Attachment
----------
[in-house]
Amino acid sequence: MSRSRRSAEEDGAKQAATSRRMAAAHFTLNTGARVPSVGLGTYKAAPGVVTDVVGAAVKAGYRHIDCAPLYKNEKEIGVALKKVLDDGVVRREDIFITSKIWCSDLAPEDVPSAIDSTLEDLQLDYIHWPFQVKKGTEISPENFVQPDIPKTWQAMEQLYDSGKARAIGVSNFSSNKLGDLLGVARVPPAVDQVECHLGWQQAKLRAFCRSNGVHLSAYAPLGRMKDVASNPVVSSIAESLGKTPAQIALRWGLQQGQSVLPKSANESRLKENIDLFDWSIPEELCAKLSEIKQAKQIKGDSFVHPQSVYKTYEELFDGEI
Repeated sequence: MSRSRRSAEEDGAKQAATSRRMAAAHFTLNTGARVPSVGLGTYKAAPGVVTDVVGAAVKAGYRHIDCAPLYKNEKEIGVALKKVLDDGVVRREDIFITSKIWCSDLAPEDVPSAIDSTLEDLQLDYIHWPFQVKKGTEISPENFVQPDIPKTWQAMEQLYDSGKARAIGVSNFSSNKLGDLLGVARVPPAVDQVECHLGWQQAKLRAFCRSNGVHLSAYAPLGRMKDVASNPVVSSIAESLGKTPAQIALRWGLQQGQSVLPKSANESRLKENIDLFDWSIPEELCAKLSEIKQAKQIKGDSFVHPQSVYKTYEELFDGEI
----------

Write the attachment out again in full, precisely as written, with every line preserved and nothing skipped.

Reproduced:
[in-house]
Amino acid sequence: MSRSRRSAEEDGAKQAATSRRMAAAHFTLNTGARVPSVGLGTYKAAPGVVTDVVGAAVKAGYRHIDCAPLYKNEKEIGVALKKVLDDGVVRREDIFITSKIWCSDLAPEDVPSAIDSTLEDLQLDYIHWPFQVKKGTEISPENFVQPDIPKTWQAMEQLYDSGKARAIGVSNFSSNKLGDLLGVARVPPAVDQVECHLGWQQAKLRAFCRSNGVHLSAYAPLGRMKDVASNPVVSSIAESLGKTPAQIALRWGLQQGQSVLPKSANESRLKENIDLFDWSIPEELCAKLSEIKQAKQIKGDSFVHPQSVYKTYEELFDGEI
Repeated sequence: MSRSRRSAEEDGAKQAATSRRMAAAHFTLNTGARVPSVGLGTYKAAPGVVTDVVGAAVKAGYRHIDCAPLYKNEKEIGVALKKVLDDGVVRREDIFITSKIWCSDLAPEDVPSAIDSTLEDLQLDYIHWPFQVKKGTEISPENFVQPDIPKTWQAMEQLYDSGKARAIGVSNFSSNKLGDLLGVARVPPAVDQVECHLGWQQAKLRAFCRSNGVHLSAYAPLGRMKDVASNPVVSSIAESLGKTPAQIALRWGLQQGQSVLPKSANESRLKENIDLFDWSIPEELCAKLSEIKQAKQIKGDSFVHPQSVYKTYEELFDGEI